With some misgivings, but being determined not to deviate from the position as I saw it, I did not send a birthday card (nor the usual small present) to my step-daughter in New Zealand.
I should perhaps more properly call her my my 'ex step-daughter', as her mother and myself were divorced way back in 1996. And now it may well be 'my lost step-daughter'. Yet another casualty of transition.
Not doing the regular annual birthday thing seemed awful, and the decision really hurt me inside. I felt it might hurt her too. But then her own decision not to send me a card had made me feel that the end had finally come, after so many years; and the best thing now was to draw a line under our very tenuous relationship. At least she would not be embarrassed any more.
I very nearly sent her a long letter to explain all this to her. I typed it out, signed it, enveloped it, then thought better of posting it. A letter was so physical, something both of us would have touched with our fingers, not like spoken words, not like an email. You could hold it in your hand, and if you didn't rip it up, you might keep it forever, to be read again at any time, with renewed emotional effect. That indeed was the power of letters. That was why people often kept love-letters for years and years, as tangible evidence of what was, or what might have been.
But a letter could also be a monument, a tombstone. No resurrection, no call back from the grave, would be possible if I actually sent a letter right across the world with frank words in it that I could never retract. Not horrible words, mind you. They were nice words; but regretful and honest, and they might well put the seal on a definitive farewell. I wasn't sure that I really wanted to shut the door so firmly. So I settled on silently doing the same thing as A--- had, and then await any comeback. None so far.
More than a relationship hangs on this. Could I ever revisit New Zealand if I knew that there was somebody there who no longer wanted to see me, her family also? I thought no, I wouldn't want to go back there knowing that.
But then things can change. The two months in New Zealand in 2007, seeing the place with M--- in a campervan, constituted a pretty comprehensive tour. But because we were constantly pressing on nearly every day, there were many places that needed a closer look on a return trip.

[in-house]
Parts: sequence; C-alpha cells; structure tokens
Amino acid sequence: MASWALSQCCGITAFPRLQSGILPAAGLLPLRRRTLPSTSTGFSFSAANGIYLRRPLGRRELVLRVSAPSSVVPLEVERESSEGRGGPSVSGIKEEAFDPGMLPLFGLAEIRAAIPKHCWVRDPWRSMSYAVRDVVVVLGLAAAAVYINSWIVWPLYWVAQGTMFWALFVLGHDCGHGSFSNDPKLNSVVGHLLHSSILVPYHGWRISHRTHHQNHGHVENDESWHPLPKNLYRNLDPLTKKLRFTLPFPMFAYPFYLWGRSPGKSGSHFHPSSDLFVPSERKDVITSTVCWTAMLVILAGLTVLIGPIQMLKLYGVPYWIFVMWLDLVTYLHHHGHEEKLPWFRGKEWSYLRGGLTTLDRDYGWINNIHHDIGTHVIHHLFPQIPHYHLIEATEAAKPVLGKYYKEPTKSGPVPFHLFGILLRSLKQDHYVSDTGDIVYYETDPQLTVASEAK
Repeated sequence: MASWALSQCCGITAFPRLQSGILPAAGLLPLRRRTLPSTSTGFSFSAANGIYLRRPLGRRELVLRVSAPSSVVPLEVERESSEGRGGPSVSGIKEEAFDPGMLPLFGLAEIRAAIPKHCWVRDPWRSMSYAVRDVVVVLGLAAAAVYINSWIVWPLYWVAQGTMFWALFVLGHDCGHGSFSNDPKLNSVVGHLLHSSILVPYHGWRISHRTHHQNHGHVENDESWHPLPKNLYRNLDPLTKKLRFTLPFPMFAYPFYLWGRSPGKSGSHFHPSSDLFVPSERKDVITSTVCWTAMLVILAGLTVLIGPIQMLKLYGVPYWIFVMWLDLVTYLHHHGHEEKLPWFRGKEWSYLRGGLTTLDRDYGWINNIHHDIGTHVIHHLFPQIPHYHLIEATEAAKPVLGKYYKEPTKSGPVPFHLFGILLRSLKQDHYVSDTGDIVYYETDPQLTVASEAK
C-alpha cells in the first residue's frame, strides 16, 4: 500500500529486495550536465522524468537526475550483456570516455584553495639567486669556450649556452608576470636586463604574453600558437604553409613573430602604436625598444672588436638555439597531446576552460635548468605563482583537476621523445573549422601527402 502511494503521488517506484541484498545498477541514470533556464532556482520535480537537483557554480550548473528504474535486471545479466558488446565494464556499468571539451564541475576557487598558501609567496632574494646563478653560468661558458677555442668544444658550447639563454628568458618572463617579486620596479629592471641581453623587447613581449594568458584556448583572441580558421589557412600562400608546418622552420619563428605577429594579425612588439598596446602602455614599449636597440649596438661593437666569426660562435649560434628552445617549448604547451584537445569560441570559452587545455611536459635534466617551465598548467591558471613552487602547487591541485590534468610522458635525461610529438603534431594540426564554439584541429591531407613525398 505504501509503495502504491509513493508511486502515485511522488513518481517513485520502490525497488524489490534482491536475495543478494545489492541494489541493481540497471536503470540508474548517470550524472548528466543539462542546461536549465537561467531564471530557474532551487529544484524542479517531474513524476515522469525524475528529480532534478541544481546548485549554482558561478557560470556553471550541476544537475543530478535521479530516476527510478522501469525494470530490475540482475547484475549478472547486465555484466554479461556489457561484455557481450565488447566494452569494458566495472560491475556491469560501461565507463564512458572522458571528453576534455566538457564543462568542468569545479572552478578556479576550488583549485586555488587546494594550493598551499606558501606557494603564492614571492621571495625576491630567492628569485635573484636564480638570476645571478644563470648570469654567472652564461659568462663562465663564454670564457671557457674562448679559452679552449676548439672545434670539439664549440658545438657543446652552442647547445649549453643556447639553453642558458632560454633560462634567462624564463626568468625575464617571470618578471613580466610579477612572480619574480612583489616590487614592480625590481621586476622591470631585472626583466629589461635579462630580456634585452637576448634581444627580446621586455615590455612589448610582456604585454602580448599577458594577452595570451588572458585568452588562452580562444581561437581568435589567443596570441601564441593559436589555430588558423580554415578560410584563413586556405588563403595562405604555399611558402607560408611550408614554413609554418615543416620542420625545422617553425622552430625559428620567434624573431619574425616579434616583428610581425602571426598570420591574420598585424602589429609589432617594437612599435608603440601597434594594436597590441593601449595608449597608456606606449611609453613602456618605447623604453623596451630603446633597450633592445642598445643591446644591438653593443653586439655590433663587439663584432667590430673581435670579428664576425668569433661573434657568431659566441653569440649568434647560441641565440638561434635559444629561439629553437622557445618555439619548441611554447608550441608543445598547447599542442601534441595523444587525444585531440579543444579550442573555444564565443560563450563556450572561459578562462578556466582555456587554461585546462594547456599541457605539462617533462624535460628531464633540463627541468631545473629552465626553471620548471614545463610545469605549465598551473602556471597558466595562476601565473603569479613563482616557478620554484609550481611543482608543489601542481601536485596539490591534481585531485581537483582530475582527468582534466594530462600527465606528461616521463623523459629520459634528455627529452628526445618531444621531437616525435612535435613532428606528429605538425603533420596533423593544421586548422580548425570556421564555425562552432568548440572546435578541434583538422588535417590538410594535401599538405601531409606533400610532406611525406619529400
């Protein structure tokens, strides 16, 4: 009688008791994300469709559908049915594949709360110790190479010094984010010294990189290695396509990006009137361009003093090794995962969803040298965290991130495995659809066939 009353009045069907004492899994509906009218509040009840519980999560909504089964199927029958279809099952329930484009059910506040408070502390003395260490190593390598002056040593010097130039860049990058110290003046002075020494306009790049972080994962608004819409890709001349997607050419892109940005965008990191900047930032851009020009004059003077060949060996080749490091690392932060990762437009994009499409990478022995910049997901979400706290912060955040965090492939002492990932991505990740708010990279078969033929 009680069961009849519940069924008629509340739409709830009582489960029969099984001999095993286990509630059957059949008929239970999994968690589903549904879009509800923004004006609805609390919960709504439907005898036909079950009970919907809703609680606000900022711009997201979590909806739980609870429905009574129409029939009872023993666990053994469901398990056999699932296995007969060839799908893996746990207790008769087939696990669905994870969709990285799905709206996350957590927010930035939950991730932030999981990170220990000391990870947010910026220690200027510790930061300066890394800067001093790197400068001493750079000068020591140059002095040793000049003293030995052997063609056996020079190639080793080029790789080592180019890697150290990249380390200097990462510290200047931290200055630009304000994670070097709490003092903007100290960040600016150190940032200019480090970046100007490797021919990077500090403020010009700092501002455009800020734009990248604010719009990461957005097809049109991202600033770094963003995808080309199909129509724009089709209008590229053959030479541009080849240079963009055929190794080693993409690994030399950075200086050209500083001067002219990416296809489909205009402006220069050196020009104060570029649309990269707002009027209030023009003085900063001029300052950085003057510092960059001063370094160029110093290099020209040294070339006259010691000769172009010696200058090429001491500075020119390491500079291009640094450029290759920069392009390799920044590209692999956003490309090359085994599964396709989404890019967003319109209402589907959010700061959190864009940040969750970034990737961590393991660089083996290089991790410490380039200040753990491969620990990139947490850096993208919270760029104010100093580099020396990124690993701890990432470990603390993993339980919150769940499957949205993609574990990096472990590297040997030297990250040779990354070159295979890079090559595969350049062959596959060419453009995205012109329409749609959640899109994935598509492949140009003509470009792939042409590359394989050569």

I often look wistfully at the 4.000-odd edited photos that I've got of our 2007 trip - I did it earlier this morning. But this time I found myself rebelling against all inhibitions. Why should the place be out of bounds? I told myself that nothing should ever stand in my way if I wanted to see it again. Not the fond relationship gone, not the rigours of travel there and back, not the cost. Well, that's new. I must be in the mood for breaking chains!
They say that 'he travels fastest who travels alone'. Make that 'she' also. And indeed, I might actually see more and experience more by travelling around on my own, to my own loose and easily-modified schedule. I like maximum flexibility where holidays are concerned. I can be happier seeing just two or three places really well, in any order, than attempting to fit in a dozen places in a rushed and timetabled way. Besides, I want opportunities to chat to local people, and who knows, share something of their lives.
My NZ photos are on my PC, arranged in easily-accessed folders, and it's a doddle to see whatever takes my fancy. And what lovely pictures they are.
I can just imagine myself cruising around in a hired 4x4, and staying in guest houses and cabins as the mood takes me. A car can take me to many places that are off-limits to a campervan. Campervans are awkward in towns, clumsy on busy roads, hard to park, and an obvious target for thieves - and therefore not my preferred choice. Admittedly, M--- and I pitched overnight in many very scenic spots that only campervans would use. But I want comfort and convenience, and personal security too, and would only consider a campervan if the costs of car hire, accommodation and eating out were too much to be sensible.
So I now intend to return to NZ under my own steam. I had already been thinking of a five-year Holiday Savings Plan. This definite destination, not the only one either, will keep me to that plan even more assiduously.
And by 2018, I should be more finished as Lucy Melford, in ways that I wish M--- and A--- could see and appreciate. M--- saw me in my first raw state and recoiled. A--- saw me last year in a half-completed state and clearly wasn't impressed. I really wanted her not to see me until I felt ready. I wanted her first glimpse of me to be my arrival at Auckland airport years from now, looking chic, perfectly poised, and attractive. She saw me too soon. That's a shame, but that's how life is.